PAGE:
Hepatoblastoma is a rare, but the most common hepatic malignancy of childhood with a peak incidence from 6 months to 3 years. The etiology of hepatoblastoma is unknown, but it has been associated with Wiedemann-Beckwith syndrome, familial adenomatosis polyposis coli, prematurity and low birth weight. Hepatoblastomas are well-defined, solid, mostly intrahepatical lesions. Lymphatic and hematogenic metastases occur in advanced disease stages with the latter mostly involving the lungs. AFP levels are nearly always elevated in hepatoblastomas and are correlated in most cases with the stage of the disease ; also the rate of decline of AFP during treatment is of prognostic value. The decrease of AFP during chemotherapy, despite an increase in tumor size in our case, is at first sight unusual, but most likely reflects a rather high chemosensitivity of the hepatoblastoma tumor portions. In the teratoma, areas kept proliferating and were hardly affected. Correspondingly, the cells in the areas of tumor necrosis were at least in part still positive for HepPar-1.
Teratomas are rare neoplasms (incidence 0.7/100.000 children/year) with tissue derivatives of all three germ layers. Teratomas mostly occur in the ovaries, the sacrococcygeal region, the testes, and the central nerval system and only rarely in other locations with less than 5% occurring in the abdomen . Teratomas are thought to have been present since birth, or even before birth, and are therefore considered as congenital tumors. In the liver, only single cases of (benign or malignant) teratomas have been described [1–4].
Our case represents a nearly unique combination of both tumor entities, hepatoblastoma and malignant teratoma in a young boy. Though mesenchymal tumor portions can occur within hepatoblastomas, most commonly osteoid or chondroid , our case is different as it presents a large spectrum of mesenchymal and epithelial differentiation pattern in most of the lesion. Obviously, the dispute whether to call such a lesion mixed hepatoblastoma and teratoma or teratoid hepatoblastoma  might be mostly semantic. In our case, in which most of the lesion represented teratoma, however, we clearly prefer to talk about a mixed or combined neoplasm, namely mixed hepatoblastoma and teratoma.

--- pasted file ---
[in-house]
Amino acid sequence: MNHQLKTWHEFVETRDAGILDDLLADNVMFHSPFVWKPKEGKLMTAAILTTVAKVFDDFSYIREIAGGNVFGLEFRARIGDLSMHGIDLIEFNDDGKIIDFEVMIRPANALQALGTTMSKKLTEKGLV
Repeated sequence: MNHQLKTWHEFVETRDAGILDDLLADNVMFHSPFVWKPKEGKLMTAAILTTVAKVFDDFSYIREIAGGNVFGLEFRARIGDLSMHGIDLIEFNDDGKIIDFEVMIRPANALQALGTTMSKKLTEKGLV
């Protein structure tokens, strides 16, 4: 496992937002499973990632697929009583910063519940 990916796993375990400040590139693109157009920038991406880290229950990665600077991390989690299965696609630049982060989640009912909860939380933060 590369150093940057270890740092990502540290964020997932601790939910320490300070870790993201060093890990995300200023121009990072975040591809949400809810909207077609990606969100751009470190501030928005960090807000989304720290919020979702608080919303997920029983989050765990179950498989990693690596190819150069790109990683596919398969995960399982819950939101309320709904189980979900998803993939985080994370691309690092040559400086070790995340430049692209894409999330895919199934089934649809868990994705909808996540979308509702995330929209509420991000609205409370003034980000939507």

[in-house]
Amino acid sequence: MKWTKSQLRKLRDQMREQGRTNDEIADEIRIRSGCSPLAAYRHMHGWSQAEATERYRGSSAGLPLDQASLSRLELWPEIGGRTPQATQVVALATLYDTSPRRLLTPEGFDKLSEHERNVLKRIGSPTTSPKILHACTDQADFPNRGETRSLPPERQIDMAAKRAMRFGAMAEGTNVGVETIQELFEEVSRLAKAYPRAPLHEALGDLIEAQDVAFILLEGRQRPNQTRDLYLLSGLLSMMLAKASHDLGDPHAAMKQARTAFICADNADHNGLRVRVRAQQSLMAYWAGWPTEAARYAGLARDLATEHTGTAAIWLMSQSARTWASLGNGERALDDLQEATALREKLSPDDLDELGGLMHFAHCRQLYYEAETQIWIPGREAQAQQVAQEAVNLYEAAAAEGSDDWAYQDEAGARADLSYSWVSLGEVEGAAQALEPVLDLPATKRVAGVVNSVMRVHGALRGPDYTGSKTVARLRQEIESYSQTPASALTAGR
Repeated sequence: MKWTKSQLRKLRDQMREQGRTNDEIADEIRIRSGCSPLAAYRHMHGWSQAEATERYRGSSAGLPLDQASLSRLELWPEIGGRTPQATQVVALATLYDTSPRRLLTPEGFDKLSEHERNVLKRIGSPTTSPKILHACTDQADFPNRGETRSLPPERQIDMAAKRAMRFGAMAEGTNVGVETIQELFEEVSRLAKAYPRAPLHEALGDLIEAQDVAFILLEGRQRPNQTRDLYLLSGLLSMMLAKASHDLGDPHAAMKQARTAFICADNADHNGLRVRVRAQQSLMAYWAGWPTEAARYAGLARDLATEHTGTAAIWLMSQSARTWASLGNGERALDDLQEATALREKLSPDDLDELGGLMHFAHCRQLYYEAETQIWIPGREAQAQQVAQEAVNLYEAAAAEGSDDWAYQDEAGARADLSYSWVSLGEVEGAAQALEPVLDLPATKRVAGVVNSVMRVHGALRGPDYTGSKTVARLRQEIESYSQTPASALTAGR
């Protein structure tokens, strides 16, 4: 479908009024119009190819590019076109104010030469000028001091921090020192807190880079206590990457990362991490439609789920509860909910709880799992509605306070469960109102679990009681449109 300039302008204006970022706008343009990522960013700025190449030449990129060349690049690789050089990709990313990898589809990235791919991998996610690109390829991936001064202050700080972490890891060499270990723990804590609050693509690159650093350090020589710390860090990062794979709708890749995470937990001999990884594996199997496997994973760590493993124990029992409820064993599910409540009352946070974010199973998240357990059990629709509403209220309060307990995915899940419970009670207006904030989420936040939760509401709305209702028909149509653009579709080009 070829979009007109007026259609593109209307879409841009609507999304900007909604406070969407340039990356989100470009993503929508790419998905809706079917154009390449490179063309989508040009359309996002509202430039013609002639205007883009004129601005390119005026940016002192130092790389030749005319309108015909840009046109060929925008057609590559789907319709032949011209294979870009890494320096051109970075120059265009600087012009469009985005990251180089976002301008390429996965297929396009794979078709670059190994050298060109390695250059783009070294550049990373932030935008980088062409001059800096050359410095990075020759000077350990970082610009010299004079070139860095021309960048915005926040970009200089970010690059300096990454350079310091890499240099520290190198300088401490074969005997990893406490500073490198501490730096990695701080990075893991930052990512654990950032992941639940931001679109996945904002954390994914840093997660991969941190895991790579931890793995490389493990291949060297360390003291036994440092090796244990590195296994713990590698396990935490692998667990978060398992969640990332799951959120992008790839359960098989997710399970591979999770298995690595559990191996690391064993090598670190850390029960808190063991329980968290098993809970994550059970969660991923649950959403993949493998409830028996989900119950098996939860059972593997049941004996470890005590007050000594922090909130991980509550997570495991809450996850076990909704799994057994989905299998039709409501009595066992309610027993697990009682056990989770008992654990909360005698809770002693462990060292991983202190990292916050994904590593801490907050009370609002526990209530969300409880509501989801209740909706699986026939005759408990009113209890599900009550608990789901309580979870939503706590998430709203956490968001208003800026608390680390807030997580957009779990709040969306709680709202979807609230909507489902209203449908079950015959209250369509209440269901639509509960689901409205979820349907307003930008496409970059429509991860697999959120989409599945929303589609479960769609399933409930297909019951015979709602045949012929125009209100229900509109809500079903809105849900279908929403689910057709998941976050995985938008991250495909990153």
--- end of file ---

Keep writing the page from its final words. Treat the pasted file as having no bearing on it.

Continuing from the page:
The treatment of the presented mixed hepatoblastoma and teratoma of the liver was based on a combined systemic chemotherapy and surgery. Therapies of such a mixed tumor tissue have not been described yet, but children with hepatoblastomas have nowadays, due to the new therapy modalities, a rather good prognosis with a 5-year survival rate of over 70%  with curative surgery being the primary treatment of all pediatric liver tumors especially in the absence of metastatic disease. Systemic chemotherapy is beneficial as metastases are detectable at diagnosis in about 20% of all patients and most children suffer tumor recurrence after surgery alone.
In summary, we report on the diagnosis and clinical management of to our knowledge the second case of a mixed hepatoblastoma and teratoma in a young boy . Clearly, this represents a rare facet of embryonic tumors within the liver. This case as well as similar cases with a very peculiar tumor biology  documents the importance of adequate sampling of tumor material in all cases of heterogenous tumor differentiation in order not to miss minor, but relevant tumor portions. Management, as far as it can be estimated from a single case, appears to be along the guidelines valid for hepatoblastoma alone with, however, the caveat that the (applied) chemotherapy was only effective in the hepatoblastoma areas and not the teratoma portion of the tumor.